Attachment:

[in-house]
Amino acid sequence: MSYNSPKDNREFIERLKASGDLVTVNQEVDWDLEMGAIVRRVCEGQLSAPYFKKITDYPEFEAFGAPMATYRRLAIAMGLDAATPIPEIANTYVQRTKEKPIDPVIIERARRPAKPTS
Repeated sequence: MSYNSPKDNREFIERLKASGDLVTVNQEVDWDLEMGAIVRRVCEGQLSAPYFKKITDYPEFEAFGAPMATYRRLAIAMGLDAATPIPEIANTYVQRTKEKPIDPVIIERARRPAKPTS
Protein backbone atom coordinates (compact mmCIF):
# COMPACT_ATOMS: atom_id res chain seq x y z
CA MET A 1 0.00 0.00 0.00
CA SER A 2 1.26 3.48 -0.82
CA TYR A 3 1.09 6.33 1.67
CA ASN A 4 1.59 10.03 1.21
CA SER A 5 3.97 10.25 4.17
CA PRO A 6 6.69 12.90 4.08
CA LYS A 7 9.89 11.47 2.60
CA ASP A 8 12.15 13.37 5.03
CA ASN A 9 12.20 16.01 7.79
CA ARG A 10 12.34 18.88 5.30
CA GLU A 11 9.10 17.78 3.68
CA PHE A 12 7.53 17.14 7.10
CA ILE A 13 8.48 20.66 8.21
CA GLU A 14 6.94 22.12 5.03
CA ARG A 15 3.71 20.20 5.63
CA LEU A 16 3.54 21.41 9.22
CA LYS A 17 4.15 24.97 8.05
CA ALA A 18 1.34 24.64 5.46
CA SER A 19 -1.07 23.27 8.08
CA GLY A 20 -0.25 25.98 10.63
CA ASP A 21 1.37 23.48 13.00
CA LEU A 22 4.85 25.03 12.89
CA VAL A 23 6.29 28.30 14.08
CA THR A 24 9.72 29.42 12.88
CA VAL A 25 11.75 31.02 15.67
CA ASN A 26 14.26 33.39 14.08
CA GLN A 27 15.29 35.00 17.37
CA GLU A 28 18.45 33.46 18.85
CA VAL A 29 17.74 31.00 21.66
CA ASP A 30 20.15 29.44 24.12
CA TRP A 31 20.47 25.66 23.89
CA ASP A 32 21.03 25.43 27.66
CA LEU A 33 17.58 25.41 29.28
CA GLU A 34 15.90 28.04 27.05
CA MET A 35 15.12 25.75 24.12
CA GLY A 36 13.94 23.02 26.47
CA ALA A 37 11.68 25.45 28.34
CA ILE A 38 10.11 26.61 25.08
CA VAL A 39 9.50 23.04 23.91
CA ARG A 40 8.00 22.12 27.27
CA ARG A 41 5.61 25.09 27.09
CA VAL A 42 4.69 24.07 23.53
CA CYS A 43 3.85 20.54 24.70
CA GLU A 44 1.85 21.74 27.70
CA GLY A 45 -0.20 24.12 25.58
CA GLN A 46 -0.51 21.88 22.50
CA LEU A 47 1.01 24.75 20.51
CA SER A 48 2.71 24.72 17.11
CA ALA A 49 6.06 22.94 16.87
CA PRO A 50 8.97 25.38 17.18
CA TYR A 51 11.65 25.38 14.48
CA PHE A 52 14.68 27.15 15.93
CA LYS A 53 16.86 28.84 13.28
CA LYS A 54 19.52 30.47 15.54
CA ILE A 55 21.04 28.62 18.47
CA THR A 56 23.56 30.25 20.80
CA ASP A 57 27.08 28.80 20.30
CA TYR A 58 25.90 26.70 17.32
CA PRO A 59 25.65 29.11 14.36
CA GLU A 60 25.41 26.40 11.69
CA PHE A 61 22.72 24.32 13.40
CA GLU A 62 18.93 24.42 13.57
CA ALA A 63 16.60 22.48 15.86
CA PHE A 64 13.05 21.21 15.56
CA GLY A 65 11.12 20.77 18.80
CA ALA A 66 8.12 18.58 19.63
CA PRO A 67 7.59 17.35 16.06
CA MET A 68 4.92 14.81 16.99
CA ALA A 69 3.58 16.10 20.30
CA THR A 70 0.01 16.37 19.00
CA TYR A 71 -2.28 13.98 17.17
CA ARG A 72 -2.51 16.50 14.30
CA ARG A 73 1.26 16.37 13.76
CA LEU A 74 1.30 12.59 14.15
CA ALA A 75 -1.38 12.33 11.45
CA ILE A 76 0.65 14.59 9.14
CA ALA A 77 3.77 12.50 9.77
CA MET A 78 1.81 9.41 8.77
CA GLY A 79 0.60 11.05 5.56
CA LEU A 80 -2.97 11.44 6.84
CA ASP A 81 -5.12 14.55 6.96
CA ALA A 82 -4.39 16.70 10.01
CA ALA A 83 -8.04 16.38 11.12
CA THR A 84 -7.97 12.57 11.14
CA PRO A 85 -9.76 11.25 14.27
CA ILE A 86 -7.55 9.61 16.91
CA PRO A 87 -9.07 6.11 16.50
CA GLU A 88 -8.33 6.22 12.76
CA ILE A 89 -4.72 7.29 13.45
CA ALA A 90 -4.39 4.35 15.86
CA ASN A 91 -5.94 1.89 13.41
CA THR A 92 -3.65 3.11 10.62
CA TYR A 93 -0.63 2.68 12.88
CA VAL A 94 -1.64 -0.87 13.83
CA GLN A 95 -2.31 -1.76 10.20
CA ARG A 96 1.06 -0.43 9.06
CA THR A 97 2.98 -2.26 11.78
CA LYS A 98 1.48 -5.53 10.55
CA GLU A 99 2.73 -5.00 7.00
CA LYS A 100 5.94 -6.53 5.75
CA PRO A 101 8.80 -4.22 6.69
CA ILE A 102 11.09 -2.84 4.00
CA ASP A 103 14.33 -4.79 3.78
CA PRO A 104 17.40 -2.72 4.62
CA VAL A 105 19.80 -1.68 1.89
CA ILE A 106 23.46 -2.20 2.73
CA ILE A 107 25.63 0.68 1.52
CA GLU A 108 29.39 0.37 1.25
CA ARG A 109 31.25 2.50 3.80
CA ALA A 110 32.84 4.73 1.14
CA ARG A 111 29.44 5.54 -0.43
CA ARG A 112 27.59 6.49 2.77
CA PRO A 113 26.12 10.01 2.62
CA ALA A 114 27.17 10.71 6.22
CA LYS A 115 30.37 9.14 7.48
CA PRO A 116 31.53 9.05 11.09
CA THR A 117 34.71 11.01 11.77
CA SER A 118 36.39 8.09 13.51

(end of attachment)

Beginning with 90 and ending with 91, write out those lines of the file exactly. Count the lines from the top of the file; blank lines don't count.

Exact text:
CA PRO A 85 -9.76 11.25 14.27
CA ILE A 86 -7.55 9.61 16.91